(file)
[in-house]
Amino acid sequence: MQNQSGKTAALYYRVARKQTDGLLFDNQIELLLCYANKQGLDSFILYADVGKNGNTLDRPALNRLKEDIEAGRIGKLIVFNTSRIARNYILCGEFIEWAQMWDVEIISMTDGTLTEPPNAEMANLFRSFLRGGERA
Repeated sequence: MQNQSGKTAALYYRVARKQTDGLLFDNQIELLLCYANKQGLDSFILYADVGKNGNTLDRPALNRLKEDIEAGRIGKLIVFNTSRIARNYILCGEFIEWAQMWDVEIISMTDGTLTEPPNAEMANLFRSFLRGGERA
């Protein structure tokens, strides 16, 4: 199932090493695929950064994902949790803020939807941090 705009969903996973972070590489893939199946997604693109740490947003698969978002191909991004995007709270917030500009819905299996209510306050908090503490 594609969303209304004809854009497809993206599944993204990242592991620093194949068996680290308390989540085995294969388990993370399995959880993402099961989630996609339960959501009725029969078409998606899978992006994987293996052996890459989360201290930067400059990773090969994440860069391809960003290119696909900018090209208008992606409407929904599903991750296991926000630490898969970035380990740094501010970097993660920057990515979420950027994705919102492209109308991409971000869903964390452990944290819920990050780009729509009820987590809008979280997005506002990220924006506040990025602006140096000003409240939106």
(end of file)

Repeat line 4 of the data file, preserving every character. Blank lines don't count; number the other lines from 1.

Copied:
């Protein structure tokens, strides 16, 4: 199932090493695929950064994902949790803020939807941090 705009969903996973972070590489893939199946997604693109740490947003698969978002191909991004995007709270917030500009819905299996209510306050908090503490 594609969303209304004809854009497809993206599944993204990242592991620093194949068996680290308390989540085995294969388990993370399995959880993402099961989630996609339960959501009725029969078409998606899978992006994987293996052996890459989360201290930067400059990773090969994440860069391809960003290119696909900018090209208008992606409407929904599903991750296991926000630490898969970035380990740094501010970097993660920057990515979420950027994705919102492209109308991409971000869903964390452990944290819920990050780009729509009820987590809008979280997005506002990220924006506040990025602006140096000003409240939106």